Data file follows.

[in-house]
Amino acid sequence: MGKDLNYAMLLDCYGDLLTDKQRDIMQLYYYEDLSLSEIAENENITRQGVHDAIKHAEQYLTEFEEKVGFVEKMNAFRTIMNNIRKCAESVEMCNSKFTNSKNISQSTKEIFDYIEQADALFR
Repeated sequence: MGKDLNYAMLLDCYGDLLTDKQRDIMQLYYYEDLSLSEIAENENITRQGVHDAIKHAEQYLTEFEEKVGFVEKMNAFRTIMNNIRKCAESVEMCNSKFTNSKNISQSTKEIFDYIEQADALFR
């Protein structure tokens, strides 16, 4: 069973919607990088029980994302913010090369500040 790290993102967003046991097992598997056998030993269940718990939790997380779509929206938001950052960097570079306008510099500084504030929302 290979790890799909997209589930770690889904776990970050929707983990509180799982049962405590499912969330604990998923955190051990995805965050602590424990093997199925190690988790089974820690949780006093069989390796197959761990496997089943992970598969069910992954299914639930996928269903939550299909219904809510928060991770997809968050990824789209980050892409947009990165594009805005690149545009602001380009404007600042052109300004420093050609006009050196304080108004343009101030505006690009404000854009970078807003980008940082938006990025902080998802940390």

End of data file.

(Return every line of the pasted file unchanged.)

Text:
[in-house]
Amino acid sequence: MGKDLNYAMLLDCYGDLLTDKQRDIMQLYYYEDLSLSEIAENENITRQGVHDAIKHAEQYLTEFEEKVGFVEKMNAFRTIMNNIRKCAESVEMCNSKFTNSKNISQSTKEIFDYIEQADALFR
Repeated sequence: MGKDLNYAMLLDCYGDLLTDKQRDIMQLYYYEDLSLSEIAENENITRQGVHDAIKHAEQYLTEFEEKVGFVEKMNAFRTIMNNIRKCAESVEMCNSKFTNSKNISQSTKEIFDYIEQADALFR
């Protein structure tokens, strides 16, 4: 069973919607990088029980994302913010090369500040 790290993102967003046991097992598997056998030993269940718990939790997380779509929206938001950052960097570079306008510099500084504030929302 290979790890799909997209589930770690889904776990970050929707983990509180799982049962405590499912969330604990998923955190051990995805965050602590424990093997199925190690988790089974820690949780006093069989390796197959761990496997089943992970598969069910992954299914639930996928269903939550299909219904809510928060991770997809968050990824789209980050892409947009990165594009805005690149545009602001380009404007600042052109300004420093050609006009050196304080108004343009101030505006690009404000854009970078807003980008940082938006990025902080998802940390």